LA’s DA won’t seek reelection; backs deputy for the job

LA’s DA won’t seek reelection; backs deputy for the job


Los Angeles County District Attorney Steve Cooley has announced that he will not seek a fourth term and will work to help his chief deputy, Jacquelyn Lacey, succeed him.

Cooley’s supporters had encouraged him to seek reelection, but he chose instead to help Lacey in her campaign to be the next district attorney of Los Angeles County.

“I’ll be 65-and-a-half years old, and I’ve decided that my chief deputy Jacquelyn Lacey, who’s put a nice campaign team together, would be a great successor,” he said. “So I’m at this point getting behind her campaign.”

Cooley leaves office as the longest serving district attorney of Los Angeles County. He was elected 11 years ago and is the first person in over 70 years to win three terms to serve that office.

“When I complete my current third term as DA, I will have been in public service for 39 years and 10 months,” Cooley said.

Some candidates are already in the running, and a number of others have indicated that they would run if Cooley did not. His announcement now throws the race open.

Lacey, an African-American, was appointed earlier this year to the No. 2 position of the Los Angeles County District Attorney’s Office, but winning election as DA will be an uphill battle.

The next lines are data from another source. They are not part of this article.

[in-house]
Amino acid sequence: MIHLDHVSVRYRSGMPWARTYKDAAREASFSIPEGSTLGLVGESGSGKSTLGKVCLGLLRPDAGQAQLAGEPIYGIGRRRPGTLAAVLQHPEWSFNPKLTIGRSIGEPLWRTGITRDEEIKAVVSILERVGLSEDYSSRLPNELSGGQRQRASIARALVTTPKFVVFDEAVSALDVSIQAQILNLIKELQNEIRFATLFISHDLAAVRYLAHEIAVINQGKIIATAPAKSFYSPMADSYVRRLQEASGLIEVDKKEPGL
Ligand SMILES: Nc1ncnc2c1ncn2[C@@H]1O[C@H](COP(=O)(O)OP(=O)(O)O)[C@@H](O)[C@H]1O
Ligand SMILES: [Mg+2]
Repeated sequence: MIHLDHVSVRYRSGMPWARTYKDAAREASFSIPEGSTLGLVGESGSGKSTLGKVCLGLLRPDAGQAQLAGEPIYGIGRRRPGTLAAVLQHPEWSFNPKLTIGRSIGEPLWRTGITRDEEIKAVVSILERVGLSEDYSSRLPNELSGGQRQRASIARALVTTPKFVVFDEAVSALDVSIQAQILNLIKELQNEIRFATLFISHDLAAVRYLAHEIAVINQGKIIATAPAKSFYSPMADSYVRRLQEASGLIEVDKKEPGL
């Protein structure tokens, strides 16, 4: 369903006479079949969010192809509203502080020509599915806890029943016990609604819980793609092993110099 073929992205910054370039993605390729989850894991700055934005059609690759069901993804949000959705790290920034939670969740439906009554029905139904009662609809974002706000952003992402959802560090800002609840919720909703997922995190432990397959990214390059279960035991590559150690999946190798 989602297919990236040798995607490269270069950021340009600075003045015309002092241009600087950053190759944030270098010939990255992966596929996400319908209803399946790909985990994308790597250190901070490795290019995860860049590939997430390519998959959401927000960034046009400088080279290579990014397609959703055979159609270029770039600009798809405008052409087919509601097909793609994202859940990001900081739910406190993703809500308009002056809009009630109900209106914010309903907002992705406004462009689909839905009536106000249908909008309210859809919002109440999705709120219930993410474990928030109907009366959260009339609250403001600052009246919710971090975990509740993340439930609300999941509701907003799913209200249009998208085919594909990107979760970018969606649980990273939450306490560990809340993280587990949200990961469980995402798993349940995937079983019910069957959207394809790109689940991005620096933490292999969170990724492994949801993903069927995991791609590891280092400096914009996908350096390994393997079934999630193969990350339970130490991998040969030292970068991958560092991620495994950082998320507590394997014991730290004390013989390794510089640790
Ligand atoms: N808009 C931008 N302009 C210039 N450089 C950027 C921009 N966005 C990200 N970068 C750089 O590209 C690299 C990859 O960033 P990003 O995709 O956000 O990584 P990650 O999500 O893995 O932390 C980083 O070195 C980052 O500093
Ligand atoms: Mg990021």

She is campaigning against several candidates, all of whom are veteran LA prosecutors: Deputy District Attorney Danette Meyers (who is African-American) was Los Angeles County Bar Association president in 2008; Deputy District Attorney Bobby Grace (who is African-American) is vice-president of education and Training for Black Prosecutors of Los Angeles; Deputy District Attorney Mario Trujillo (who is Latino); and Deputy District Attorney Alan Jackson (who is white), who was chosen Prosecutor of the Year in 2008 by the Association of Deputy District Attorneys and received the same designation in 2010 from the Los Angeles County Bar Association.

Others could still join the race.

Last year, Cooley ran for California’s attorney general but lost narrowly to San Francisco’s district attorney, Kamala Harris, an African-American female.  In that election, Cooley also lost his own county to Harris.